$63,000 – $73,000 $64,000 – $74,000 Partial deduction
≥ $73,000 ≥ $74,000 No deduction
Married, filing jointly ≤ $101,000 ≤ $103,000 Full deduction up to the contribution limit
$101,000 – $121,000 $103,000 – $123,000 Partial deduction
≥ $121,000 ≥ $123,000 No deduction

 

Traditional IRA Deductibility Limits If You Don’t Have an Employer-sponsored Plan

2018 2019
Filing Status Income (MAGI) Income (MAGI) Deduction Limit
Single individuals All incomes All incomes Full deduction up to the contribution limit
Married, filing jointly + neither you or your spouse has an employer-sponsored plan All incomes All incomes Full deduction up to the contribution limit
Married, filing jointly + spouse has an employer-sponsored plan ≤ $189,000 ≤ $193,000 Full deduction up to the contribution limit
$189,000 – $199,000 $193,000 – $203,000 Partial deduction
≥ $199,000 ≥ $203,000 No deduction


For more information and guidance regarding income limits for deductible IRA contributions, consult the expanded IRS Rules.

4. Income Limits for Roth IRA Contributions

To contribute to and max out Roth IRA contributions, you’ll have to have an income under a certain threshold. Eligibility to contribute to a Roth IRA starts to phase out at $122,000 for single filers and $193,000 for married couples (filing jointly) in 2019. That’s a higher start of the phase out threshold than in 2018, which began at $120,000 for single individuals and $189,000 for married couples.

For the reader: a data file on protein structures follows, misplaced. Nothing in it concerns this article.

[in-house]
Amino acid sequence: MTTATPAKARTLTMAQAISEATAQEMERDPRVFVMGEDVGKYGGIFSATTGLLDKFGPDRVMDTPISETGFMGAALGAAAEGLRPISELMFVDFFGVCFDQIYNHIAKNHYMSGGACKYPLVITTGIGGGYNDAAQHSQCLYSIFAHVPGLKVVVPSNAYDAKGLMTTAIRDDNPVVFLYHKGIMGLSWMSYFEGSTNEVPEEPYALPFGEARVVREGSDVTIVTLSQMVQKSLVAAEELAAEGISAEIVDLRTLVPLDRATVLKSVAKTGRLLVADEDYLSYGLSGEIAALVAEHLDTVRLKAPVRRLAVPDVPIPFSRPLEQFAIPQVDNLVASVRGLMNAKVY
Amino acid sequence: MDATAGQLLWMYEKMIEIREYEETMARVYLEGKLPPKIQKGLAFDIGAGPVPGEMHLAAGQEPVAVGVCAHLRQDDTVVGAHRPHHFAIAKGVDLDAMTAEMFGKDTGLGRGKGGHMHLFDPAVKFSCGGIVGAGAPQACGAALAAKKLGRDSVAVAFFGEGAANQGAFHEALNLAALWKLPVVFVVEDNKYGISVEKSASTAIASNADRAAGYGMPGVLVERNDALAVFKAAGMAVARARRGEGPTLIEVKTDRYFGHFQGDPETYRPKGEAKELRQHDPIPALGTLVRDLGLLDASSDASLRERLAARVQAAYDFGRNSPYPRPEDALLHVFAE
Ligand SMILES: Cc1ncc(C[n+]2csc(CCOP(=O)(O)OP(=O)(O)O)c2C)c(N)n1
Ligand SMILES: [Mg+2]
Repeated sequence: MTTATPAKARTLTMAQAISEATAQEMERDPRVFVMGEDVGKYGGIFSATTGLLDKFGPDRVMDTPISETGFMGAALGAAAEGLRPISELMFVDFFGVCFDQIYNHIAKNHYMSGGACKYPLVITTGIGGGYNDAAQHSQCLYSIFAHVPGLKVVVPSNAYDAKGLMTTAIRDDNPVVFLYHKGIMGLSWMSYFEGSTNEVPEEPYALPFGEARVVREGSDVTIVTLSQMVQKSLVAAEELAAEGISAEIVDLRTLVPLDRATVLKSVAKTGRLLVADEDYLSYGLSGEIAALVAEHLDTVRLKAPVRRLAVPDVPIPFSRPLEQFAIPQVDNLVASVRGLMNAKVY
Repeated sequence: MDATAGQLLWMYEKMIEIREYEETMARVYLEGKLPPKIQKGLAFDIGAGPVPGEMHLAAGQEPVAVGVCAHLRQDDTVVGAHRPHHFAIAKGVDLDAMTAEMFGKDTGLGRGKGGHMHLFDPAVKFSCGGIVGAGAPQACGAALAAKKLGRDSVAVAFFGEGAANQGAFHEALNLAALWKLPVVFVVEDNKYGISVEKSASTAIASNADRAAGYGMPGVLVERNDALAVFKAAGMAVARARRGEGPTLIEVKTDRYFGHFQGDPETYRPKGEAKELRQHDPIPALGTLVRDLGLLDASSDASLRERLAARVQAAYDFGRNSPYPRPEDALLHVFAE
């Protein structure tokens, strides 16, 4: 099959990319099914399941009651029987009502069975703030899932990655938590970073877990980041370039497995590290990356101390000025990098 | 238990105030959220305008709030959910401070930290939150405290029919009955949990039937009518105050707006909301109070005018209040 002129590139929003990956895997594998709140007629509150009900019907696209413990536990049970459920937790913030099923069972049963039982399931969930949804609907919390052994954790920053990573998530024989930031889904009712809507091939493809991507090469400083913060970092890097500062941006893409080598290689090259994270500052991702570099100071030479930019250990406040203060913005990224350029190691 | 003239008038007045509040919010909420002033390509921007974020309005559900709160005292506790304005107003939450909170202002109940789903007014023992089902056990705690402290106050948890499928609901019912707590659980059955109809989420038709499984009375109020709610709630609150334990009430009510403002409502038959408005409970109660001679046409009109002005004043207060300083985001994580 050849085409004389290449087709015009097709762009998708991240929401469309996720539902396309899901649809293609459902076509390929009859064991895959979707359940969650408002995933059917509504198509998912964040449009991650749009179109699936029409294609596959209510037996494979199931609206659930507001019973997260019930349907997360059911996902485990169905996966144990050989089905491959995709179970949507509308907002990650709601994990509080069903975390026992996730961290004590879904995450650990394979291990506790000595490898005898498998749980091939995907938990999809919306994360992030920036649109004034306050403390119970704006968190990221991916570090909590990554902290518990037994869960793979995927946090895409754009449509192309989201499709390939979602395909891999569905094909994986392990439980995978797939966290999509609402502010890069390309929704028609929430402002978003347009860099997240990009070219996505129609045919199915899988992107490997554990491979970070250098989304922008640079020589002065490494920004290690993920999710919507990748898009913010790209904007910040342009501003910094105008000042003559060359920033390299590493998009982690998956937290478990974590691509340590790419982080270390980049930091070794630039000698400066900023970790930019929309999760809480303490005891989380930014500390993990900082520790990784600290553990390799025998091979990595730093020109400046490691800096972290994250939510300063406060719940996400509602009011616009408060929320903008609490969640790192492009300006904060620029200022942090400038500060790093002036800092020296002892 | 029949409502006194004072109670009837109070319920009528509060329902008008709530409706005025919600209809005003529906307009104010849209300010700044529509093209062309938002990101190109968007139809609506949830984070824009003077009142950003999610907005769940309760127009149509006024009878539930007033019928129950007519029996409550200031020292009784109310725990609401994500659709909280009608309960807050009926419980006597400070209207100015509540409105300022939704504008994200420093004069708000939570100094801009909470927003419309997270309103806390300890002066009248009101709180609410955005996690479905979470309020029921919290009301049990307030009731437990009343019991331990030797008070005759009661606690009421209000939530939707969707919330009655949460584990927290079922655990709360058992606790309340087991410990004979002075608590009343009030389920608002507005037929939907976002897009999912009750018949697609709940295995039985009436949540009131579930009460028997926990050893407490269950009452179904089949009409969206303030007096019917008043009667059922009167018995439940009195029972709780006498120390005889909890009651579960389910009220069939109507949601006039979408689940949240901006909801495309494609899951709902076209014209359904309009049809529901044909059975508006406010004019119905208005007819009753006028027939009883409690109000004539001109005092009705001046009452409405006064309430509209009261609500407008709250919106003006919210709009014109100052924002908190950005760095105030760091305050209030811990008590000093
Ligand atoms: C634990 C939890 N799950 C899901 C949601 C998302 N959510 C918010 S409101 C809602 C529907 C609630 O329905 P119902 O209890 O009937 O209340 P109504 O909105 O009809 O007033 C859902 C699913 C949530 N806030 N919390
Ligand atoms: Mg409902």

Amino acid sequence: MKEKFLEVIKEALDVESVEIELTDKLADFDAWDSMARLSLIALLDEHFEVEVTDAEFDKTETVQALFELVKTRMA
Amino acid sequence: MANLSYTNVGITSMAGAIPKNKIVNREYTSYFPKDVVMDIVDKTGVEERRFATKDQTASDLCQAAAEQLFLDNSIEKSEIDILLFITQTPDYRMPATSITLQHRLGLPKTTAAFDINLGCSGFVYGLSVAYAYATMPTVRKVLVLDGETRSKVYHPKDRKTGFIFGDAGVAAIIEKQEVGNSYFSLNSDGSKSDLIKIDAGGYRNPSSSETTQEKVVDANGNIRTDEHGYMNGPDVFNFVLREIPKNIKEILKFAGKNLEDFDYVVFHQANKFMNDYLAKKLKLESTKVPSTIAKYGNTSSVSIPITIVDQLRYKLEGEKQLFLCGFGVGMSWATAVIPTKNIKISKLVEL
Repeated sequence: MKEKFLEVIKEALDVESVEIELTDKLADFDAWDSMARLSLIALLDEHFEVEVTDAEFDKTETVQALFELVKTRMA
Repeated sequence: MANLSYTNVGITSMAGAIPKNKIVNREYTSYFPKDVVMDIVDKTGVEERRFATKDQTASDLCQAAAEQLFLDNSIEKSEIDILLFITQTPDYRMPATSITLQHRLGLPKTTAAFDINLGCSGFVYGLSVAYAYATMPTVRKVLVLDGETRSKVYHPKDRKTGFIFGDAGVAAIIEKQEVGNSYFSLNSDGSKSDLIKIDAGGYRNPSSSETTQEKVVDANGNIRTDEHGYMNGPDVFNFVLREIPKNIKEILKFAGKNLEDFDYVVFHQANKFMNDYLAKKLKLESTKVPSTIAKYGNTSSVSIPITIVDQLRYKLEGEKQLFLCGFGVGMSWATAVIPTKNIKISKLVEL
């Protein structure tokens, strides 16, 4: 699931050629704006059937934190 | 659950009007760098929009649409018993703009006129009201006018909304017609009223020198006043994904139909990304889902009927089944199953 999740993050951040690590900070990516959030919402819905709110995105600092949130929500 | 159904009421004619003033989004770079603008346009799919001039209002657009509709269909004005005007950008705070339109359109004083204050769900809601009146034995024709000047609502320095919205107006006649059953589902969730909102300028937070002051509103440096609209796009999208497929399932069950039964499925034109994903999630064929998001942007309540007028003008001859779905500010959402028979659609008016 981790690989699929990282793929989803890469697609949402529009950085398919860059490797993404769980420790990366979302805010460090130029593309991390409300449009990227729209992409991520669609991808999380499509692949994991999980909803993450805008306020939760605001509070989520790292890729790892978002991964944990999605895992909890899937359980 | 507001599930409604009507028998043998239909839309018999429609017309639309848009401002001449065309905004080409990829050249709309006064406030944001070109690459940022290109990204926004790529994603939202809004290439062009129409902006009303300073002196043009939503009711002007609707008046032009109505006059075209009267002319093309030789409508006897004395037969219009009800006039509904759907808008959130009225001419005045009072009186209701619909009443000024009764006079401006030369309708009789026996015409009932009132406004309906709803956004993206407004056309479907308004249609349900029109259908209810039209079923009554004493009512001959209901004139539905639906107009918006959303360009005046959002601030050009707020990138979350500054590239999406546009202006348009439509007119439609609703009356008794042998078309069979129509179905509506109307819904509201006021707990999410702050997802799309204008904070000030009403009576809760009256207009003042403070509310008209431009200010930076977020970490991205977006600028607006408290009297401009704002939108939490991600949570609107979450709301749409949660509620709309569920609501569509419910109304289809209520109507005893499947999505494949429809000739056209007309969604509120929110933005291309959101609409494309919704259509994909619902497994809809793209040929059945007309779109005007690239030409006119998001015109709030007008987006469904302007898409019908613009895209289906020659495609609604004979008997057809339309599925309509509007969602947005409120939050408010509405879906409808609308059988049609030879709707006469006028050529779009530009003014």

Income Ranges for Partial Eligibility to Contribute to a Roth IRA

Below are the ranges where you can only partially contribute up to maximum of $6,000 to a Roth IRA. If your income falls below the range, you can contribute the full amount. Above the range, you cannot contribute into a Roth IRA for the year.

Tax Filing Status 2018 MAGI 2019 MAGI
Single $120,000 – $135,000 $122,000 – $137,000
Married Filing Jointly $189,000 – $199,000 $193,000 – $203,000

For more information and guidance regarding Roth income limits, consult the expanded IRS rules.

5. Income Limits for the Retirement Savings Contributions Credit (Saver’s Credit)

The so-called “saver’s credit” is a tax credit available to individuals with a fairly low income who make contributions to their employer sponsored plan or their IRA. This credit offsets the individual’s income-tax liability. The tax credit phases out as the individual’s adjusted gross income (AGI) increases, beginning at $19,000.

In 2019 AGI limit for the Retirement Savings Contribution Credit increases to:

  • $47,250 for married individuals filing separately
  • $48,000 for heads of household
  • $64,000 for married couples filing jointly

If you save for retirement and your income falls below these ranges, you may be eligible for the credit. The maximum credit is available to those who have an AGI below or at the bottom of the ranges shown in the table below.

Saver’s Credit Income Limits

Tax Filing Status 2018 AGI 2019 AGI
Single $19,000 – $31,500 $19,250 – $32,000
Married Filing Jointly $38,000 – $63,000 $38,500 – $64,000


For more information and guidance regarding the Saver’s Credit, consult the expanded IRS rules.

Betterment’s retirement advice can help your employees decide how to save.

Whenever contribution rules change, we update Betterment’s advice. When an employee signs up or logs in to Betterment, they can get personalized advice on how to save for retirement. We prioritize which accounts are smart to save into first, and then what to max out next.

In addition, a retirement goal at Betterment can take into account outside holdings, such as prior employer-sponsored plans or even other retirement accounts like Thrift Savings Plans, or ESOPs.

To help get your employees’ retirement plans in order, encourage them to start using the power of Betterment’s personalized guidance technology, and if you don’t already, consider contacting us to learn more about the Betterment for Business 401(k).